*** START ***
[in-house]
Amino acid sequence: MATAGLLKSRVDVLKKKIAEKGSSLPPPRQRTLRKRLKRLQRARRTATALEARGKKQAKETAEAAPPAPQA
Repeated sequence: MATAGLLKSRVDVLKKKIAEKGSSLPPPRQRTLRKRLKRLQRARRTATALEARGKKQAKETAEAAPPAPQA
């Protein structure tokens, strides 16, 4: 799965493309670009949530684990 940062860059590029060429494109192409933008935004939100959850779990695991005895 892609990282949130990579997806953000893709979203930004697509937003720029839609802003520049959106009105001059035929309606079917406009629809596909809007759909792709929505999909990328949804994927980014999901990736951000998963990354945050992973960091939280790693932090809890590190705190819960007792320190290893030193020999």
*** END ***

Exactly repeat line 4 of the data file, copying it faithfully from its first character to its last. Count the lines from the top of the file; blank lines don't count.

């Protein structure tokens, strides 16, 4: 799965493309670009949530684990 940062860059590029060429494109192409933008935004939100959850779990695991005895 892609990282949130990579997806953000893709979203930004697509937003720029839609802003520049959106009105001059035929309606079917406009629809596909809007759909792709929505999909990328949804994927980014999901990736951000998963990354945050992973960091939280790693932090809890590190705190819960007792320190290893030193020999």